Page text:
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About Tourneau

Watch Materials

Traditionally, gold has been the standard material used for watches, but over the years styles and looks have changed. Materials widely used in the automotive, medical, and aerospace industries have permeated horology, inspiring watchmakers to experiment with new lightweight elements and fusions such as:

Stainless Steel
Ceramic
Titanium
Carbon Fiber
Physical Vapor Deposition (PVD)
Diamond-like Carbon (DLC)
Gold
Rubber/Silicone

Stainless steel watches

Stainless Steel

Made of iron-carbon alloy mixed with chromium and nickel

Traits

  • Lightweight
  • Affordable
  • Highly corrosion-resistant

Other uses

Architecture, monuments, bridges, automotive and aerospace structures, surgical instruments.

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Ceramic watches

Ceramic

Made of zirconium oxide, a non-metallic material created by the action of heating and cooling

Traits

  • Durable, lightweight, scratch-resistant, smooth and modern
  • Can be produced in a variety of hues and finishes

Other uses

Jet engines, heat shield that protects NASA space shuttle

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Titanium watches

Titanium

Titanium alloyed with iron, aluminum, vanadium, molybdenum, or other metals

Traits

  • Lightweight, durable, dent and corrosion-resistant
  • Non-allergenic
  • Highest strength-to-weight ratio

Other uses

Aerospace, naval ships, performance/racing automotive, wide range of medical instruments and sporting goods

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Carbon fiber watches

Carbon Fiber

Carbon thermally decomposed into braided fibers and surrounded by resin

Traits

  • Tough
  • Lightweight
  • Contemporary style

Other uses

Aviation, military, space, aeronautic, and medical instruments

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Physical vapor deposition (PVD) watches

Physical Vapor Deposition (PVD)

Steel with a vacuum coating of oxides, carbides or nitrides, deposited by ionic attraction

Traits

  • Increased durability
  • Reduced friction on metal components

Other uses

Military, automotive, and aerospace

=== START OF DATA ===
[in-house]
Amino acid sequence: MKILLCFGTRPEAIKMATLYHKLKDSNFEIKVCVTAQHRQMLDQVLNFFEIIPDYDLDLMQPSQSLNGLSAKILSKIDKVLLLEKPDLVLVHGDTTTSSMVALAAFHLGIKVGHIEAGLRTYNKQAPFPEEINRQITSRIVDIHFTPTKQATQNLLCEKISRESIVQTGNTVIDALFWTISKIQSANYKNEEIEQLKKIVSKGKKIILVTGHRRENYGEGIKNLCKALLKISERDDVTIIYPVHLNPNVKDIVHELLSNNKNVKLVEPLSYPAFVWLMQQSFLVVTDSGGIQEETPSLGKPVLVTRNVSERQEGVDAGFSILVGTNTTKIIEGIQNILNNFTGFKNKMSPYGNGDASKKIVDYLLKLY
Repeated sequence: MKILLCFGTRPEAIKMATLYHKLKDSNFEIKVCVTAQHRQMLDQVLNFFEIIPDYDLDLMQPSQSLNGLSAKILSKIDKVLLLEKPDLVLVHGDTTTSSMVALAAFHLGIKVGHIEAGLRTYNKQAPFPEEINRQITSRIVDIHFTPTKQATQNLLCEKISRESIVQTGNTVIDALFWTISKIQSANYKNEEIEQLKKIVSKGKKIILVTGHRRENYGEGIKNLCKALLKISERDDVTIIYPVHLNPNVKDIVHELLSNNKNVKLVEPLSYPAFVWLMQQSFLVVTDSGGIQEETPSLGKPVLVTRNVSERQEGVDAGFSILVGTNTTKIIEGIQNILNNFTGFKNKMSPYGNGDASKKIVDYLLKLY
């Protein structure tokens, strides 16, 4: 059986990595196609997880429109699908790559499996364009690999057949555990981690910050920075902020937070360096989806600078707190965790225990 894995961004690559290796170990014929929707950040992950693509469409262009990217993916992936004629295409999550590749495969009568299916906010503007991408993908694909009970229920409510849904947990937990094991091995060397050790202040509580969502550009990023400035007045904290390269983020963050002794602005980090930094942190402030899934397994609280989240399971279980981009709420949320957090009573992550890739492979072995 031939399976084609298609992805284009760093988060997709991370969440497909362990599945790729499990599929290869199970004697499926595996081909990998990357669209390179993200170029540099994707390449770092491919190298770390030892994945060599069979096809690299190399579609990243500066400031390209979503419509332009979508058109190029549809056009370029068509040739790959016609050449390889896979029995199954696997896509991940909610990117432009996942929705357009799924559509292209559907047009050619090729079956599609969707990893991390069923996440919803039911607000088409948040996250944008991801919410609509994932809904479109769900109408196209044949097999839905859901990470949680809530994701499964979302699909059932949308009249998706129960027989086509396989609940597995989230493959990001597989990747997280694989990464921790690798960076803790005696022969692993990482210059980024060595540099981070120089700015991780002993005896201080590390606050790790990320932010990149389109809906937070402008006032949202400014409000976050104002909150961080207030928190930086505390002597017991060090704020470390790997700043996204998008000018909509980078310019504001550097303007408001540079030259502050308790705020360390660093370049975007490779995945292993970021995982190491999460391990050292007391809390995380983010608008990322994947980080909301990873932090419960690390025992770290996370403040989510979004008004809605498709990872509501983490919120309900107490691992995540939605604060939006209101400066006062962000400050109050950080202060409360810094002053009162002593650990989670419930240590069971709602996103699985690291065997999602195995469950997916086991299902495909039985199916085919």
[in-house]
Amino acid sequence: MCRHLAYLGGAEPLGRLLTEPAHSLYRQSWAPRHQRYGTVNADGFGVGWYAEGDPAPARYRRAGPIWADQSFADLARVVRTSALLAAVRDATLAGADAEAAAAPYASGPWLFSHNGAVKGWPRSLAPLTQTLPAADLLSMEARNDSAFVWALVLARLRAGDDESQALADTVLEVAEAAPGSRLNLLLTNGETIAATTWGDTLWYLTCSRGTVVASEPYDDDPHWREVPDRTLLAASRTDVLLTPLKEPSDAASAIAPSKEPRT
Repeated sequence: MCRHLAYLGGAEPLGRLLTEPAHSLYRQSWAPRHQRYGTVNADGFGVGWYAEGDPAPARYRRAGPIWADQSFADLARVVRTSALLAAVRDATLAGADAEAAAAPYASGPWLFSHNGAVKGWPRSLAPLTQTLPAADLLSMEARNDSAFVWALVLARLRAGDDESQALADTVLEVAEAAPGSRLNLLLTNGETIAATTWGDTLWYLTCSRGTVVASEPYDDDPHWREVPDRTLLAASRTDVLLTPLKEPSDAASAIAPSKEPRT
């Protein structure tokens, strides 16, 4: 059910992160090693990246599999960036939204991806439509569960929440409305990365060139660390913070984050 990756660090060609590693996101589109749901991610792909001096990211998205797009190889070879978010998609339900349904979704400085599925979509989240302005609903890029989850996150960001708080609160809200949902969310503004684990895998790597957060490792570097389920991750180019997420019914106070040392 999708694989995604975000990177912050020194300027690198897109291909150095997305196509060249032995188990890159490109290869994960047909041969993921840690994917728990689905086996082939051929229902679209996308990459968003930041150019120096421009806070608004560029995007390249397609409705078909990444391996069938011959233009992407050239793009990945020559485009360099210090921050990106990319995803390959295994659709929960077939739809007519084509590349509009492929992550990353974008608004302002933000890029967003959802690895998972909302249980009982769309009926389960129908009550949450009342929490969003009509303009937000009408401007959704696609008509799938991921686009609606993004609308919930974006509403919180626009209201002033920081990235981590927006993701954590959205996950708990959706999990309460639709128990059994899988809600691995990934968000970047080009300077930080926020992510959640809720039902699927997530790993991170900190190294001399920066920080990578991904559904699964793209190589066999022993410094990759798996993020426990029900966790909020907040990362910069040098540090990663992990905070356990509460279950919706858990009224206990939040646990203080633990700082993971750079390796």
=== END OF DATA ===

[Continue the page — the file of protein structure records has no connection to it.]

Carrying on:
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Diamond-like carbon watches

Diamond-like Carbon (DLC)

Carbon coating with similar properties to diamond

Traits

  • Ultra-hard with strong resistance to wear and scratches
  • Low friction; slick
  • Resilient to damage or coating dents from physical shock

Other uses

Engines of modern super sport motorcycles, Formula 1 race cars, NASCAR vehicles, aeronautics

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Gold watches

Gold

A metal in which fineness (the percentage of pure gold versus the percentage of base metals) is expressed in karats. 18 karat gold (75 percent pure gold) is standard for watch cases and high grade jewelry in white, yellow, rose and red gold. This is obtained by adjusting the proportions of copper and silver in the 25% of the alloy not consisting of gold.

Yellow Gold

Pure gold alloyed with other metals

White Gold

Pure gold alloyed with silver, palladium, or rhodium.

Rose Gold

Pure gold alloyed with percentages of copper. The more copper added, the darker the hue. A small percentage of silver or zinc can be added for a desired tone.

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Rubber Silicone watches

Rubber/Silicone

A rubber-like material comprised of silicon, carbon, hydrogen, and oxygen

Traits

  • Heat and cold resistant
  • Good weatherability
  • Water repellent
  • Pleasant to the touch with a high-grade feel

Other uses

Medical applications, consumer electronics, office automation, automobiles, electrical wiring, food

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